Incentivize “good” behavior: Those rules incentivize the staker to act (or have already acted) in a way that supports the achievement of particular objectives. For example, in a Delegated Proof of Stake (DPoS) system, the staker is encouraged to select validator nodes that they deem to be performant and trustworthy. If the validator node that is staked to achieves this, the staker is provided a periodic reward.
Disincentivize “bad” behavior: Those rules also attempt to disincentivize behavior that goes counter to the achievement of the desired objectives. Using the same DPoS system example, if the validator node that was staked to is not performant or acts maliciously, the stake can be reduced, “slashed”.
Unstake assets: Depending on the rules, the staker may unstake their assets, sometimes after a delay to ascertain that there was no bad behavior. Those tokens are then unlocked and are free to be transacted with once more. Sometimes economic incentives or “yield” are realized at this point in time if they are not continuous.
How a smart contract or protocol determines whether good or bad behavior occurred comes down to the intricacies of its rules, with the network as a whole agreeing on the execution of those rules through consensus.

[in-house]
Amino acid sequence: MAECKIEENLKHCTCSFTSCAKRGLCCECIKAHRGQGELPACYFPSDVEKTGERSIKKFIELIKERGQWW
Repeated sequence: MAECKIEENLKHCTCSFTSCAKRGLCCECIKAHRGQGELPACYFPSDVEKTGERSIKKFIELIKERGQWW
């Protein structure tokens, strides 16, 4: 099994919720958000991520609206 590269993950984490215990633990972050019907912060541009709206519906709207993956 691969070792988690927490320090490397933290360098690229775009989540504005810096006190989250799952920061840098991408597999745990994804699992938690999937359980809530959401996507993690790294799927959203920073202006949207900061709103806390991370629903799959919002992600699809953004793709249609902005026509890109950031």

Some other examples of staking include encouraging good behavior in Oracle networks, fraud proofs for layer 2 scaling solutions, prediction markets, auctions, and decentralized yield optimization protocols.

A minimum amount of 100 XRD per stake transaction is required to avoid issues with spamming a large number of small stakes. We don’t expect this small amount will pose a barrier to anyone who wishes to stake.

There is no maximum stake limit.

Anyone with XRD tokens on the Radix Public Network can participate in staking, and earn emissions rewards. Unlike many blockchain networks where most rewards are reserved for a relatively small set of “miners”; on Radix, rewards to individual XRD stakers are actually the primary incentive – no need to run a physical node. Staking to protect network security is very important, so we’ve made it as straightforward and rewarding as possible.

Anybody may stake XRD (also called “delegation of stake”) at any time, to any number of validators of their choice. Staking XRD is done via a special type of transaction, and we’ve made this easy to do with just a few clicks in the Radix Desktop Wallet app (instructions below). The current list of validators to choose from can be found on the Radix Explorer website.

To avoid issues with spamming a large number of small stakes, a minimum amount of 90 XRD per stake transaction is required – a small amount we expect will not pose a barrier to anyone who wishes to stake.

Choosing which validator nodes to stake your XRD to has important implications for both your own rewards and the security and performance of the network. Staking to a low-performance node may lead to reduced or no emissions rewards, for example.